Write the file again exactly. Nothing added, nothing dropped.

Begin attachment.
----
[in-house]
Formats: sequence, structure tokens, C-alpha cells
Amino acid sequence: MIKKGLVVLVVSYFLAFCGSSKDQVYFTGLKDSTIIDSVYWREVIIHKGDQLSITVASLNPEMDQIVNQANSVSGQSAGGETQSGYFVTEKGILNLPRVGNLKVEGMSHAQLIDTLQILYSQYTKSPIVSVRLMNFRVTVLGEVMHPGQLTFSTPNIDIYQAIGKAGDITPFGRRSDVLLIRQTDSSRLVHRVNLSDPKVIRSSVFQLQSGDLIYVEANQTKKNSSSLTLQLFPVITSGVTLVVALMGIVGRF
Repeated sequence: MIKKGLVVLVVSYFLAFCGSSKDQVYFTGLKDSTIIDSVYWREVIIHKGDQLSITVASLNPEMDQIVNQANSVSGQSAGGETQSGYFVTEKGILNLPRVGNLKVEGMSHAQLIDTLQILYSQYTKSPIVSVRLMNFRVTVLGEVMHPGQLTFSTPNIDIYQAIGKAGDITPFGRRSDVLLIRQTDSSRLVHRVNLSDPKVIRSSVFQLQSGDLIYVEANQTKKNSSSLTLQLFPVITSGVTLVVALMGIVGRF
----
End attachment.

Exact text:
[in-house]
Formats: sequence, structure tokens, C-alpha cells
Amino acid sequence: MIKKGLVVLVVSYFLAFCGSSKDQVYFTGLKDSTIIDSVYWREVIIHKGDQLSITVASLNPEMDQIVNQANSVSGQSAGGETQSGYFVTEKGILNLPRVGNLKVEGMSHAQLIDTLQILYSQYTKSPIVSVRLMNFRVTVLGEVMHPGQLTFSTPNIDIYQAIGKAGDITPFGRRSDVLLIRQTDSSRLVHRVNLSDPKVIRSSVFQLQSGDLIYVEANQTKKNSSSLTLQLFPVITSGVTLVVALMGIVGRF
Repeated sequence: MIKKGLVVLVVSYFLAFCGSSKDQVYFTGLKDSTIIDSVYWREVIIHKGDQLSITVASLNPEMDQIVNQANSVSGQSAGGETQSGYFVTEKGILNLPRVGNLKVEGMSHAQLIDTLQILYSQYTKSPIVSVRLMNFRVTVLGEVMHPGQLTFSTPNIDIYQAIGKAGDITPFGRRSDVLLIRQTDSSRLVHRVNLSDPKVIRSSVFQLQSGDLIYVEANQTKKNSSSLTLQLFPVITSGVTLVVALMGIVGRF